The Recognition

The honourable judge, Lord Watson in Gibbs v Messer [iii] held that “….The object is to save persons dealing with registered proprietors from the trouble and expense of going behind the register, in order to investigate the history of their author’s title, and to satisfy themselves of its validity.

The Endorsement

The registration of land/property system had made a tremendous reform for all the commonwealth counties in the globe at that time up to now. Even some parts of the States in the United States of America are endorsing the principle of Torrens registration system [iv].

This land/property reform has been codified and implemented into the land/property law in Malaysia, the National Land Code 1965.  The system of registration of land/property has been statutorised in our land law and honour indefensibility title to the registered proprietor.
Section 340 of the National Land Code 1965 provides for the concept of indefeasibility. This paper will focus principally on the vitiating circumstances of fraud and forgery which the cases deal with. It is proposed to set out below the relevant provisions pertaining to these two vitiating factors so as to better understand the discussion which follows. The relevant parts of the section read as follows:
“S 340(1) The title or interest of any person or body for the time being registered as proprietor of any land, or in whose name any lease, charge or easement is for the time being registered, shall, subject to the following provisions of this section, be indefeasible.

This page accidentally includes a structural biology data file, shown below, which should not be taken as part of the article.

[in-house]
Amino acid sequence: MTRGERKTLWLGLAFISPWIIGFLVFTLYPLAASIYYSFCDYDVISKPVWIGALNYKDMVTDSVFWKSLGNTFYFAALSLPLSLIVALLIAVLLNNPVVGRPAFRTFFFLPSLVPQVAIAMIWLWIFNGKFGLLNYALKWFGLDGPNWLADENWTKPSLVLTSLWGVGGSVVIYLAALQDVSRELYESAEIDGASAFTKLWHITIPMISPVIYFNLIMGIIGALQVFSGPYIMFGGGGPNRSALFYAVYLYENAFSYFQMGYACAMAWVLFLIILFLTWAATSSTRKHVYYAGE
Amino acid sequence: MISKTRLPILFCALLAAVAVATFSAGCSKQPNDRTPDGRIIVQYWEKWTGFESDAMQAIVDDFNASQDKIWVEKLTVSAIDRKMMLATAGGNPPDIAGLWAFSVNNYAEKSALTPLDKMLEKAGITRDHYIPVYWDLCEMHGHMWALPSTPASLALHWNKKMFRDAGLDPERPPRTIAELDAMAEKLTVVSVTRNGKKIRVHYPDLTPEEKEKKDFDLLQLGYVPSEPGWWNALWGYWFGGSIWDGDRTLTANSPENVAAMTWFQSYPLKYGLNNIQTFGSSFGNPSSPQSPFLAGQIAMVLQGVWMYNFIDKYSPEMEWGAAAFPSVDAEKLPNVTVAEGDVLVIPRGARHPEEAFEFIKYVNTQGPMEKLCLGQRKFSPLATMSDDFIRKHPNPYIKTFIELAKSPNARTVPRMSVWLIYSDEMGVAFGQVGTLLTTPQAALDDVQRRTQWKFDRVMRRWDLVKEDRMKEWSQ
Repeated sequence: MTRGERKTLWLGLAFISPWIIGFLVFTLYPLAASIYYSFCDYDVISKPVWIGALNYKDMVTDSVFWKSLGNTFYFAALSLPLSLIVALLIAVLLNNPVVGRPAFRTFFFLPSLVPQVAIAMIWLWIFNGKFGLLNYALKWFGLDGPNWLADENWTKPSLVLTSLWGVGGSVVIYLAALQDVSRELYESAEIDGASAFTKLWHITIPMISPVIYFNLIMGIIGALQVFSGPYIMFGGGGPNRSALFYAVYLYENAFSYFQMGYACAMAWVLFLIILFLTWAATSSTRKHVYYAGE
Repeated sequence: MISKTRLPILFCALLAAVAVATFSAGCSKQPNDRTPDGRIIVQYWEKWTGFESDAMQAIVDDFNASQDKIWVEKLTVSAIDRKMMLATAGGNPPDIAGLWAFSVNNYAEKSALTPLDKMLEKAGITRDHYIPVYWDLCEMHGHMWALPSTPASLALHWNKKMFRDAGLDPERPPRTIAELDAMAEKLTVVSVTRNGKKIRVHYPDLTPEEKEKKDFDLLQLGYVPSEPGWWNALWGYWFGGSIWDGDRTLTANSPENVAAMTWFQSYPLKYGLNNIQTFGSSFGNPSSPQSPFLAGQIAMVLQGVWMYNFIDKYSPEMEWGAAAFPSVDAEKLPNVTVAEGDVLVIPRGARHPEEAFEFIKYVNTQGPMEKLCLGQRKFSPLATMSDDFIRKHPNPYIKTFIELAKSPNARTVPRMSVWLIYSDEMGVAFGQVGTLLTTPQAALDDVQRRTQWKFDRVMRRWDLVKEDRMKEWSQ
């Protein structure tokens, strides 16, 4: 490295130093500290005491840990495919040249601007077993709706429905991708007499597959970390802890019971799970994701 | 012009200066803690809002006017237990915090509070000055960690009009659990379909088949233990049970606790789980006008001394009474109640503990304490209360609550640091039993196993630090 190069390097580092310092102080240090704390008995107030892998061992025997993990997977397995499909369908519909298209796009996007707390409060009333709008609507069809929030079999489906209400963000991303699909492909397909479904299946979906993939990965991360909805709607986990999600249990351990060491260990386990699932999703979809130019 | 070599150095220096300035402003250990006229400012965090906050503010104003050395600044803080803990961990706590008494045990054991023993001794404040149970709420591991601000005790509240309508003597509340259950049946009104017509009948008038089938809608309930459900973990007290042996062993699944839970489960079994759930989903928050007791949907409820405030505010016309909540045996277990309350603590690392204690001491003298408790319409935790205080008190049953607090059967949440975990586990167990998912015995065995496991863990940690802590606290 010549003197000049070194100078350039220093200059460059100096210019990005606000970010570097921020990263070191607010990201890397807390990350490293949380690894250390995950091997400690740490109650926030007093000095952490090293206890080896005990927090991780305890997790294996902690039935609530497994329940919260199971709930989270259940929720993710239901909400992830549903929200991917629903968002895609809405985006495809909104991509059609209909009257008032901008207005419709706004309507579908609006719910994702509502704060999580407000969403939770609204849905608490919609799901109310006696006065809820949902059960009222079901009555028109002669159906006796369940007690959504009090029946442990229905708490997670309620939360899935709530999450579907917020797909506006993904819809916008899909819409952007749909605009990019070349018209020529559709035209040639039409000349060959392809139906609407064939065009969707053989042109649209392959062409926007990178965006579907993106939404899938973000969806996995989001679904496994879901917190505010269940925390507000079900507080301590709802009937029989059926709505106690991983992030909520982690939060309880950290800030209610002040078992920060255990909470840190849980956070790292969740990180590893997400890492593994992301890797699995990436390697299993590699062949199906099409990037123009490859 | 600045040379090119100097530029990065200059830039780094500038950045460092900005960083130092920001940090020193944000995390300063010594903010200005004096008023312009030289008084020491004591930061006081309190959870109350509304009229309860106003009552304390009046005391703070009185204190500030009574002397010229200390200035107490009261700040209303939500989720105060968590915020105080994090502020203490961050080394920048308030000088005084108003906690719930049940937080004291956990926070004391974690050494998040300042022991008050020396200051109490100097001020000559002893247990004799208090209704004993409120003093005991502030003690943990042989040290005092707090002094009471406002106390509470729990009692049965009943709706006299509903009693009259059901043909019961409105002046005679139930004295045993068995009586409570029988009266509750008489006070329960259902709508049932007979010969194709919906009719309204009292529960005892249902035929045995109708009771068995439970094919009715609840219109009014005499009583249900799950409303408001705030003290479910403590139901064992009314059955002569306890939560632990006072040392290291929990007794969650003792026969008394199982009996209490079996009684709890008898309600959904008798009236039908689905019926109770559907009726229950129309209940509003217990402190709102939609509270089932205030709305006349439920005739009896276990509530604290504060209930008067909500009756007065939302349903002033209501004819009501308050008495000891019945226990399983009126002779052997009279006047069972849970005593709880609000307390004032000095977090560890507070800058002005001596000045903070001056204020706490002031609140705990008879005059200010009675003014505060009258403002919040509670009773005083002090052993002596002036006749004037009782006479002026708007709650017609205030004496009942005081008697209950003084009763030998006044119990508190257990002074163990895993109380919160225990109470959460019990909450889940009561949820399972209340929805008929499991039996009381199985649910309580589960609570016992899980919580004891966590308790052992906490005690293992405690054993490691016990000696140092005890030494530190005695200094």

(2)       The title or interest of any such person or body shall not be indefeasible
                       (a)   in any case of fraud… to which the person or body, or any agent of the       
                               person or body, was a party or privy; or
                       (b)  where registration was obtained by forgery,…;
(3) Where the title or interest of any person or body is defeasible by reason of any of the circumstances specified in subsection (2) –
            (a)     it shall be liable to be set aside in the hands of any person or body to whom it  
                    may subsequently be transferred; and
            (b)      any interest subsequently granted thereout shall be liable to be set aside in 
                       the hands of any person or body in whom it is for the time being vested.
The Surety Certificate

The Torrens system of registration even offers the surety certificate. The evidentiary provision is provided in section 89 of National Land Code 1965.

 Section 89 Conclusiveness of register document of title

S89 every register document of title duly registered under this Chapter shall, subject to the provision of this Act, be conclusive evidence –

                 (a)   that title to the land described therein vested in the person or body from the time 
                        being named therein as proprietor.

                (b)   of the conditions, restrictions in interest and other provisions subject to which the   
                        land is for the time being held by that person or body, so far as the same are   
                       required by any provision of this Act to be specified or referred to in that